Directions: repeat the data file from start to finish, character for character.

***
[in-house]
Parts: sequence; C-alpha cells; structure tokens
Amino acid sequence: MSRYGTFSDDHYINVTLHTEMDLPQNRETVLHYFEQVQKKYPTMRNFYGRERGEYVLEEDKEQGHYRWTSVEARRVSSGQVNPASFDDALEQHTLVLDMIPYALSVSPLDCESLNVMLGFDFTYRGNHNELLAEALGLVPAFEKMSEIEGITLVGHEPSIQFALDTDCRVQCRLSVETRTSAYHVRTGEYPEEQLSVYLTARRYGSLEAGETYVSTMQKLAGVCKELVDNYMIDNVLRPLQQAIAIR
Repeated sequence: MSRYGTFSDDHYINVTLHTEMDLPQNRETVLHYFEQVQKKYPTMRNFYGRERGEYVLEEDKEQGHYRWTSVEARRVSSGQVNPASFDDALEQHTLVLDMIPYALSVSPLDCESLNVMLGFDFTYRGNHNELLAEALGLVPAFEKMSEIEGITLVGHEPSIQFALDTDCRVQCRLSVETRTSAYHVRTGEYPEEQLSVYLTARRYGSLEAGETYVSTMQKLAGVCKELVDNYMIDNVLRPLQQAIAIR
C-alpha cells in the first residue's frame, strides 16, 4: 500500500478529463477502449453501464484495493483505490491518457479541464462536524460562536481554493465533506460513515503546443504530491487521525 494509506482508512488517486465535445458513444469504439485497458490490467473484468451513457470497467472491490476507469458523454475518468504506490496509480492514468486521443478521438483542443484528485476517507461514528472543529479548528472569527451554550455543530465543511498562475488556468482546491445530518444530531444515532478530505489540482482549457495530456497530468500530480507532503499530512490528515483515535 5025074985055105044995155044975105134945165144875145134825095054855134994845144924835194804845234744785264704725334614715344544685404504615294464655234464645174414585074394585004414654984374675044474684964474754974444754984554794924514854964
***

[in-house]
Parts: sequence; C-alpha cells; structure tokens
Amino acid sequence: MSRYGTFSDDHYINVTLHTEMDLPQNRETVLHYFEQVQKKYPTMRNFYGRERGEYVLEEDKEQGHYRWTSVEARRVSSGQVNPASFDDALEQHTLVLDMIPYALSVSPLDCESLNVMLGFDFTYRGNHNELLAEALGLVPAFEKMSEIEGITLVGHEPSIQFALDTDCRVQCRLSVETRTSAYHVRTGEYPEEQLSVYLTARRYGSLEAGETYVSTMQKLAGVCKELVDNYMIDNVLRPLQQAIAIR
Repeated sequence: MSRYGTFSDDHYINVTLHTEMDLPQNRETVLHYFEQVQKKYPTMRNFYGRERGEYVLEEDKEQGHYRWTSVEARRVSSGQVNPASFDDALEQHTLVLDMIPYALSVSPLDCESLNVMLGFDFTYRGNHNELLAEALGLVPAFEKMSEIEGITLVGHEPSIQFALDTDCRVQCRLSVETRTSAYHVRTGEYPEEQLSVYLTARRYGSLEAGETYVSTMQKLAGVCKELVDNYMIDNVLRPLQQAIAIR
C-alpha cells in the first residue's frame, strides 16, 4: 500500500478529463477502449453501464484495493483505490491518457479541464462536524460562536481554493465533506460513515503546443504530491487521525 494509506482508512488517486465535445458513444469504439485497458490490467473484468451513457470497467472491490476507469458523454475518468504506490496509480492514468486521443478521438483542443484528485476517507461514528472543529479548528472569527451554550455543530465543511498562475488556468482546491445530518444530531444515532478530505489540482482549457495530456497530468500530480507532503499530512490528515483515535 5025074985055105044995155044975105134945165144875145134825095054855134994845144924835194804845234744785264704725334614715344544685404504615294464655234464645174414585074394585004414654984374675044474684964474754974444754984554794924514854964